Traffic Calming Measures Coming to Lake Louise - TribPapers

Traffic Calming Measures Coming to Lake Louise

Traffic calming measures coming to Lake Louise. Coutesy of Town of Weaverville.

Weaverville – Before the board heard from citizens on the low-income apartment project, which dominated a good portion of the August meeting of the Weaverville Town Council (see article page ??), the board approved the consent agenda.

The consent agenda included several budget amendments; a minor modification to Northridge Commons Townhomes, a proclamation by the mayor naming September Childhood Cancer Awareness Month in the town; a couple of road closures for the Art in Autumn and North Buncombe High School Homecoming parade; and a resolution supporting an option for remote/hybrid public meetings.

They also heard from Town Manager Selena Coffey in her monthly report to the board, where she told them the town council’s September workshop would focus on the bike-ped plan and discuss action steps during the meeting. She also said while the town was not awarded funding for its applications for the Water Supply Resiliency grant or the Water Treatment Plant Expansion grant during the spring 2022 funding round, staff met with their engineering firm, Withers-Ravenel, on August 17th and “discussed the potential for re-applying for funds from the approximately $50 million available in the fall 2022 funding cycle.”

She then said Councilman Doug Jackson and the town’s Patriotic Committee have been planning for the town’s 911 Observance, which will be held on September 12th at 11 a.m. at the stage at Lake Louise. She closed her report by saying staff has been working to develop a fuel conservation plan that includes buying electric vehicles for several of the town’s departments.

Councilman Andrew Nagle said the town should look into a solar panel system to charge the vehicles, which Mayor Patrick Fitzsimmons said was a good idea.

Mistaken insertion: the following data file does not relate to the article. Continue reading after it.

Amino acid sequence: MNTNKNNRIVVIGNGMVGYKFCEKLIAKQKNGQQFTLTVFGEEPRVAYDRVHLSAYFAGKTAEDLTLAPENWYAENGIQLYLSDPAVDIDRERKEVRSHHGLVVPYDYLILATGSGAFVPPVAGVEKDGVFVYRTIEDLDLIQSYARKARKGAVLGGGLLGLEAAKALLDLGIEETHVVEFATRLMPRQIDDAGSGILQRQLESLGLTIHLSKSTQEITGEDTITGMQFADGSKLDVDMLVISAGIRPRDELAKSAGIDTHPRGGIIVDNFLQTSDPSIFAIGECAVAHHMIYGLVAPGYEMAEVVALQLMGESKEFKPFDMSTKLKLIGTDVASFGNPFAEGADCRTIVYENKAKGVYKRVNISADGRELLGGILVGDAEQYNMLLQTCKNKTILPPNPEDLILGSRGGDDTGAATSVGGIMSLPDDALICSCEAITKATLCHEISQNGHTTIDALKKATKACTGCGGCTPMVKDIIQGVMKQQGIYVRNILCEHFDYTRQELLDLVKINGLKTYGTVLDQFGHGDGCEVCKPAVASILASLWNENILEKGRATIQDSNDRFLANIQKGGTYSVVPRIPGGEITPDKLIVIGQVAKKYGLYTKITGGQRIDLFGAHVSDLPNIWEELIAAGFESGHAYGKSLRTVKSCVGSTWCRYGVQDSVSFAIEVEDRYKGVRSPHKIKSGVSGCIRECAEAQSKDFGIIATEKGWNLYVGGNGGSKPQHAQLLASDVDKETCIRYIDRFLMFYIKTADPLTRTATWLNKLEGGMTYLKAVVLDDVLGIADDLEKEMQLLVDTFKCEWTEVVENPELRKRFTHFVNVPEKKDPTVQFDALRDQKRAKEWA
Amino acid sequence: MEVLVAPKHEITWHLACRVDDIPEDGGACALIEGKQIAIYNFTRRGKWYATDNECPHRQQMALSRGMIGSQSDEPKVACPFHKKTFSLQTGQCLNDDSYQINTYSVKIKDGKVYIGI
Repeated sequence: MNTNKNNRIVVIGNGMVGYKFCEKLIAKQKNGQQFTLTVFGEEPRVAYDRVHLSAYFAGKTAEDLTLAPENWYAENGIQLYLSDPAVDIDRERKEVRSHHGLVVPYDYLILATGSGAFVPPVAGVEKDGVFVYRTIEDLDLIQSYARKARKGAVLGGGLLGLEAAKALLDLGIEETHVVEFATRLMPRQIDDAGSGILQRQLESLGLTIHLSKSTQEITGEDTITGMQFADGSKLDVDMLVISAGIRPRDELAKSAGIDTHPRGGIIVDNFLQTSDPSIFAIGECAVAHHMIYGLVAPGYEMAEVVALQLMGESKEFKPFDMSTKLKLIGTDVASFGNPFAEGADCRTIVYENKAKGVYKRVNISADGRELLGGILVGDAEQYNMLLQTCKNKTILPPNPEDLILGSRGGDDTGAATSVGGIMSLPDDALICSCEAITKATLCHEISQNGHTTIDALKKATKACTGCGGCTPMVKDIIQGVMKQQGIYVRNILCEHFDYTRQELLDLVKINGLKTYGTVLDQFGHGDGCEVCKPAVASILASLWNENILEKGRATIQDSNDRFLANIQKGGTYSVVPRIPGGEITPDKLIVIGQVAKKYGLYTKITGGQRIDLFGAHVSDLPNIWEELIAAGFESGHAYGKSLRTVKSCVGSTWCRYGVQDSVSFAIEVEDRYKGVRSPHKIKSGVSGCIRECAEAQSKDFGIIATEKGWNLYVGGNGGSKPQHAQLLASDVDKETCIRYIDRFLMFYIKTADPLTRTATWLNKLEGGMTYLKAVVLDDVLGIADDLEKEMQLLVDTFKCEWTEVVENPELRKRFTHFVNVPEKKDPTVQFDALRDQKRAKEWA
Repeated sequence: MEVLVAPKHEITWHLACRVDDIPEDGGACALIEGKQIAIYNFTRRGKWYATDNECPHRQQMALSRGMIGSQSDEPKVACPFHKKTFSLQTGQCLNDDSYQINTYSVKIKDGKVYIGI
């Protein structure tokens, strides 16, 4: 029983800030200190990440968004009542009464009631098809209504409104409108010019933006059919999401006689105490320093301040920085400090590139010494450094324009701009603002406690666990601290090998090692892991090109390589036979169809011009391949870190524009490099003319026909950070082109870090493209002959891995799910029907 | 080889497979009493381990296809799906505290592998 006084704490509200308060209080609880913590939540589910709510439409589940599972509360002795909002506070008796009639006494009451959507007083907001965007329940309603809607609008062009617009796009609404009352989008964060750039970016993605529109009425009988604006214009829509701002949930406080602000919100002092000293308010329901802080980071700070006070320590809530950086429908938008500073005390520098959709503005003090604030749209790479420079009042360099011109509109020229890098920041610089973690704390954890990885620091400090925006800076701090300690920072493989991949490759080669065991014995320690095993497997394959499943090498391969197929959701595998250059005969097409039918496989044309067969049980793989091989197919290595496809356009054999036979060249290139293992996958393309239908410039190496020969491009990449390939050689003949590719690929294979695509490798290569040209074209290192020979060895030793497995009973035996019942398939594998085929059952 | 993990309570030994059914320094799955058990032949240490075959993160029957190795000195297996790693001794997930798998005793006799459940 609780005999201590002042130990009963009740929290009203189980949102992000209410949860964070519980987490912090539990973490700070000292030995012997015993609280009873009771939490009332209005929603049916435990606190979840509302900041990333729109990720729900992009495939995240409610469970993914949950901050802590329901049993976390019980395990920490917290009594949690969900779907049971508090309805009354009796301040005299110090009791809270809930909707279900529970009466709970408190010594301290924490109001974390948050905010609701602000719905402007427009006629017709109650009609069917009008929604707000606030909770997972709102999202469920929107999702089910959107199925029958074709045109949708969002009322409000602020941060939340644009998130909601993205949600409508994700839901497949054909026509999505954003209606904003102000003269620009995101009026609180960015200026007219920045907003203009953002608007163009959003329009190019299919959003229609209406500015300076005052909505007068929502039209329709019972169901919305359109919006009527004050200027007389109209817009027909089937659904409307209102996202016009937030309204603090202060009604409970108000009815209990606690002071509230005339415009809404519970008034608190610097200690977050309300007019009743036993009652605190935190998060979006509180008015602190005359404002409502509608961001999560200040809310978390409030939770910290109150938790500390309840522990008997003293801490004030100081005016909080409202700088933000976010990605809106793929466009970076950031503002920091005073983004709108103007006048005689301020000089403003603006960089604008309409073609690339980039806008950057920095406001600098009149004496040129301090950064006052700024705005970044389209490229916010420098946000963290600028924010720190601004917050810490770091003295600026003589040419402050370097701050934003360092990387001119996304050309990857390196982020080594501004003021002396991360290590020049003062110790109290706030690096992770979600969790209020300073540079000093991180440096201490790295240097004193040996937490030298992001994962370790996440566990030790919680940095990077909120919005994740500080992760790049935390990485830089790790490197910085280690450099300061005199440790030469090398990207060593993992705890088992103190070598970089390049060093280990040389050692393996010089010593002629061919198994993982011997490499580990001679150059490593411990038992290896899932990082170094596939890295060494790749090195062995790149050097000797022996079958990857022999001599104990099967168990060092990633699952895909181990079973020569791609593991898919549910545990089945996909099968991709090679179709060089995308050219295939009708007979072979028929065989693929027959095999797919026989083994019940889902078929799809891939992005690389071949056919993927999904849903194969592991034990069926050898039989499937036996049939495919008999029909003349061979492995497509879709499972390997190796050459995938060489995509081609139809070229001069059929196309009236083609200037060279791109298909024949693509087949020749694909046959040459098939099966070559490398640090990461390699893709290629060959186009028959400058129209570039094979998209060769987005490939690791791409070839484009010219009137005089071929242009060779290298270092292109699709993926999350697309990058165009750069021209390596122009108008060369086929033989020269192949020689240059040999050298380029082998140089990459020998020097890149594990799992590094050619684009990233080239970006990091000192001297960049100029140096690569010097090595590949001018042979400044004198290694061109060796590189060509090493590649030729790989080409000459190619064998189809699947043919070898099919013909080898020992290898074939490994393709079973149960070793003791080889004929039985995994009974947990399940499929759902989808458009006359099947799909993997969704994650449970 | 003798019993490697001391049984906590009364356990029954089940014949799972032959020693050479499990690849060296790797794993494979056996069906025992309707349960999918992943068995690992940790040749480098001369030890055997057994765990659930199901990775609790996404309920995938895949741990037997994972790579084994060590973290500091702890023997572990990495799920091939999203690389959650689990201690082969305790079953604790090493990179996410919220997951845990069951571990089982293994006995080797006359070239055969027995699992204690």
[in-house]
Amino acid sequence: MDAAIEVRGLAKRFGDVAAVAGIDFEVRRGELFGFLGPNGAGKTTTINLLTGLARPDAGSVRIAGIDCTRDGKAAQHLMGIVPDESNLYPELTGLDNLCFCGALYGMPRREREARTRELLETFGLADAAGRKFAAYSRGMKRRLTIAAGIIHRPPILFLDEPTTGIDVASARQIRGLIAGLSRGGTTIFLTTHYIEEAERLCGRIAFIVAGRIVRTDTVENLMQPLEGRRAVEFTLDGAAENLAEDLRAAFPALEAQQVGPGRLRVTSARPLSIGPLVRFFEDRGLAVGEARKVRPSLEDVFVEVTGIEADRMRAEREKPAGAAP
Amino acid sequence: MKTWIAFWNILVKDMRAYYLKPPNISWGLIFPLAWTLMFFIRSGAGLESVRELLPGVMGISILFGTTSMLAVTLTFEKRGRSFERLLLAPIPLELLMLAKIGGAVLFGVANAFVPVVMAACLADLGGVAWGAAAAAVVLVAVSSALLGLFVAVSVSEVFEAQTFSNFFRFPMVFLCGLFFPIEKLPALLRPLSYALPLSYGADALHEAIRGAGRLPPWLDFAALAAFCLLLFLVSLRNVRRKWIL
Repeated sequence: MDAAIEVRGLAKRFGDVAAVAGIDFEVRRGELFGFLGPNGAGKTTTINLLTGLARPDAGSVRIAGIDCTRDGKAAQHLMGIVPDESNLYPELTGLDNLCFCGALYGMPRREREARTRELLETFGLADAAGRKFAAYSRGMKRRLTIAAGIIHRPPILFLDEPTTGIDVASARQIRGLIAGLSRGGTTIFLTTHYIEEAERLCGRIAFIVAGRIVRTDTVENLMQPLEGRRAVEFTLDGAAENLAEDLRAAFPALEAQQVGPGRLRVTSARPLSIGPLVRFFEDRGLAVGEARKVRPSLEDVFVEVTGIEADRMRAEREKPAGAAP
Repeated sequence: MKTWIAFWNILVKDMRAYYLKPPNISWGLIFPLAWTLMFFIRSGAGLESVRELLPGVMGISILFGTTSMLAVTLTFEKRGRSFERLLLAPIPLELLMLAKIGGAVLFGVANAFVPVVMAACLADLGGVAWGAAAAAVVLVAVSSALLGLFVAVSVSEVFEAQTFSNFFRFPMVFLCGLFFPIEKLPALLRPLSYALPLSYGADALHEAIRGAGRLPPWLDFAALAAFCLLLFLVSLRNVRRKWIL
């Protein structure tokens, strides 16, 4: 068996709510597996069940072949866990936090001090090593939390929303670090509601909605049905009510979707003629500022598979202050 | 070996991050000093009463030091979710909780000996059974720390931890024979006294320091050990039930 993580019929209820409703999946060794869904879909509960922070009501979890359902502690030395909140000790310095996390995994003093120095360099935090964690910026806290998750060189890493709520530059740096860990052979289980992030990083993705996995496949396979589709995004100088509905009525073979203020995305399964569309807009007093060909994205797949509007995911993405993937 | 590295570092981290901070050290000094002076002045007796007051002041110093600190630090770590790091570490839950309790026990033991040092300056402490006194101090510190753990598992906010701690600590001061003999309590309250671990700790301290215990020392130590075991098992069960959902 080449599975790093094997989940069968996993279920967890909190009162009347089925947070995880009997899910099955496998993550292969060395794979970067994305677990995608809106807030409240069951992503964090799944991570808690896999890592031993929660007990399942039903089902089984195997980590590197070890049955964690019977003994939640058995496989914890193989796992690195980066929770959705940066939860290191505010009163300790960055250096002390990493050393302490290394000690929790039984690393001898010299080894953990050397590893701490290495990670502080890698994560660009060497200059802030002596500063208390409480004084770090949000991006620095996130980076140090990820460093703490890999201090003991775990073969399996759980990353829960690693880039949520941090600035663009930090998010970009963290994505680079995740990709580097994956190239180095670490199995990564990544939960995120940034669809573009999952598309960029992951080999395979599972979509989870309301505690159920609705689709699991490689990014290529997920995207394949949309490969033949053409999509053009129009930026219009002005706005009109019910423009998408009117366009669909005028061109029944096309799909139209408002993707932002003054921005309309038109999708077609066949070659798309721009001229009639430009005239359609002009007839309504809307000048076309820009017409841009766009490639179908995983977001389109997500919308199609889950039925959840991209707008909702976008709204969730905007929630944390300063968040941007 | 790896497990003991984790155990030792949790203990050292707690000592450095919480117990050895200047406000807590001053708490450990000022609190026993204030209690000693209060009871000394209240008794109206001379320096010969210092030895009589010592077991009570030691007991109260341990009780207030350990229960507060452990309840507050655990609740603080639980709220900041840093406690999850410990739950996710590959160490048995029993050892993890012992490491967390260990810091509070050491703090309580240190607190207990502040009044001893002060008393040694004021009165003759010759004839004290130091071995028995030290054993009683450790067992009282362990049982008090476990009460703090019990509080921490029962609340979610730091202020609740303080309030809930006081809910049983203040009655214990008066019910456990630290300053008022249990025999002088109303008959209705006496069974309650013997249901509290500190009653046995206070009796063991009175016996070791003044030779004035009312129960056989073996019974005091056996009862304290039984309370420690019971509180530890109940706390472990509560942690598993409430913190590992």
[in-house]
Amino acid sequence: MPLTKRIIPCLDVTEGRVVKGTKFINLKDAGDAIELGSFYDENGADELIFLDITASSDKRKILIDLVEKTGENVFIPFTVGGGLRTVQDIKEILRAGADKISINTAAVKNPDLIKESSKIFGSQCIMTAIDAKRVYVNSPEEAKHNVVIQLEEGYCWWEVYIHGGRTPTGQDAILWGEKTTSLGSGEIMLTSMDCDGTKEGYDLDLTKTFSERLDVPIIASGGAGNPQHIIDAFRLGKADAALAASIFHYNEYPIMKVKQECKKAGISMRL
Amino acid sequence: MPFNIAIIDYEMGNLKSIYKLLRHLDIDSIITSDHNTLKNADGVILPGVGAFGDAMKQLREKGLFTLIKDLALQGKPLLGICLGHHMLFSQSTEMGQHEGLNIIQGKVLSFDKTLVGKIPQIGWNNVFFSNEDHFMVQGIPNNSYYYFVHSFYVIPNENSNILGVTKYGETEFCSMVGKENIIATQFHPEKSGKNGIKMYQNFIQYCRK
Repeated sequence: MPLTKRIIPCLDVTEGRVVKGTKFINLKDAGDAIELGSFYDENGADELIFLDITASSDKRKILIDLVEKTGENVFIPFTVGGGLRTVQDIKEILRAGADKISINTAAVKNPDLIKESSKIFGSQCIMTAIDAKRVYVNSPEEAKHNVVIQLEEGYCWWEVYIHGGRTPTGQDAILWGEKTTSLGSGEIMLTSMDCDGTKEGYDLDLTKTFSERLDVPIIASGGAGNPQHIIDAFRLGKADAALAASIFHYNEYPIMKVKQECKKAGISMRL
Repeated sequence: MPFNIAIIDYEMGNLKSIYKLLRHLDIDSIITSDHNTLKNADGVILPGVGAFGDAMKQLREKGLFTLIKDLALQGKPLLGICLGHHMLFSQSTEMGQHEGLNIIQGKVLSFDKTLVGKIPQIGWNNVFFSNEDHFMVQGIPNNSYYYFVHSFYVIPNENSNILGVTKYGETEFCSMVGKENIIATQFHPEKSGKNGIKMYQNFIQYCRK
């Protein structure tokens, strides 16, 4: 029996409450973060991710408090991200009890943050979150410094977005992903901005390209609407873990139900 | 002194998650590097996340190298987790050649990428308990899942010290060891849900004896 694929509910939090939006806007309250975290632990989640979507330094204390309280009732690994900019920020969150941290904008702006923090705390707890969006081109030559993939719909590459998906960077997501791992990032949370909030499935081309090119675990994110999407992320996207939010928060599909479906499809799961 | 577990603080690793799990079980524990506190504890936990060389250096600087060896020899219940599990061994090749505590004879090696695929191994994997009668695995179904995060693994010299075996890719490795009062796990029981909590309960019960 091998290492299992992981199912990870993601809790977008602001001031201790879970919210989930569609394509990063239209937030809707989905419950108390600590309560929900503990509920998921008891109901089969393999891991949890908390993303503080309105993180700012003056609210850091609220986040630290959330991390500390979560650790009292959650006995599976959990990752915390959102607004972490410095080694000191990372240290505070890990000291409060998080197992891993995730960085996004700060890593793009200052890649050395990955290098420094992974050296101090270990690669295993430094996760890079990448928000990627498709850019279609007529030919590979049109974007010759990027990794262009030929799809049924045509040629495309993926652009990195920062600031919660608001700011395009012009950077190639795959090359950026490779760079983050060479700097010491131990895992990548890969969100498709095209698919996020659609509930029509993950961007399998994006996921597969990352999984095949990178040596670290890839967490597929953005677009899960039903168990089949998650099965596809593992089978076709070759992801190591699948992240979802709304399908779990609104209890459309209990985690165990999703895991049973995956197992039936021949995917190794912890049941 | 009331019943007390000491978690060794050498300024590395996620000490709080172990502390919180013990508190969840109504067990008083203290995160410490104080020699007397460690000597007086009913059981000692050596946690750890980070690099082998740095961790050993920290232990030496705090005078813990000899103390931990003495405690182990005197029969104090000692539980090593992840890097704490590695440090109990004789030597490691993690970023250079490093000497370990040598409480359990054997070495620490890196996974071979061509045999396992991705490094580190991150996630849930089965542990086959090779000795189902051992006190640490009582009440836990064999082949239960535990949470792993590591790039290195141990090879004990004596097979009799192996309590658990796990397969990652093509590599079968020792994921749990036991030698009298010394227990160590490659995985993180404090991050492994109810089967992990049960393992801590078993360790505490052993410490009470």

In the first action item, the board voted to extend the Weaverville Center for Creative & Healthy Living’s memorandum of understanding from one year to three after its first year of providing several successful programs for the new community center. Fitzsimmons praised the work of the “all-volunteer staff” of the group.

Coffey went over a more detailed plan for the future of the town’s water system, which she said is still incomplete. She anticipates the plan to change and be updated as time goes on. The plan is outlined several times for different steps with some costs. It included the seven steps outlined in an earlier council meeting. Those steps are:

1. Implement the water supply system resiliency improvements as soon as possible.2. Develop a more conservation-minded water rate structure (ie: higher rates for the more water used)3. Apply for federal/state grant funds in conjunction with the Town of Marshall to aid in the expansion of the town’s water treatment plant and a more regional approach to public water.4. Retrofit the water line connection to Mars Hill to provide Weaverville with emergency water and negotiate an emergency water supply for both towns.5. Connect the town’s water system to the Woodfin Water District and negotiate a supplemental and emergency water supply from Woodfin6. Reconfigure the town’s water system connection with the Asheville water system and negotiate a supplemental and emergency water supply from Asheville7. Proceed with the Water Treatment Plant Expansion Project with the timing to be determined in the near future.

The board also approved a redesign of the recreation area at Lake Louise’s Community Center, which removed the tennis court but did add an additional pickleball court for a total of four pickleball courts, as well as 23 parking spaces and a slightly smaller lawn game area.

The board approved a traffic calming plan for Lake Louise, which did not include speed bumps or one-way traffic. The project comprises updating signage around the lake, removing unnecessary and out-of-date signage, standardizing parking and other signage; adding four speed limit signs with solar-powered flashing LED lights, adding six signs to encourage walkers/runners to stay on the trail; better delineating the trail from the roadway; installing asphalt curbing that is painted with yellow high-visibility paint to delineate trail/roadway; increasing the visibility of existing lane delineation marker posts; and adding reflective striping to all existing posts to be painted green with reflective striping added for high visibility and visual cohesion. In addition, crosswalks will be improved from the large parking lot to the park trail and will add a high-visibility crosswalk from the Community Center to the park trail.

Staff estimated the cost of the traffic calming measures to be less than $13,000. Councilwoman Catherine Cordell thanked the staff for developing the plan that she hopes will make people feel safer using the park.

Before adjourning for the evening, the board heard the police and fire reports, both given by Police Chief Ron Davis, who is also the interim fire chief.Coffey did not report on how the search for a new fire chief was going.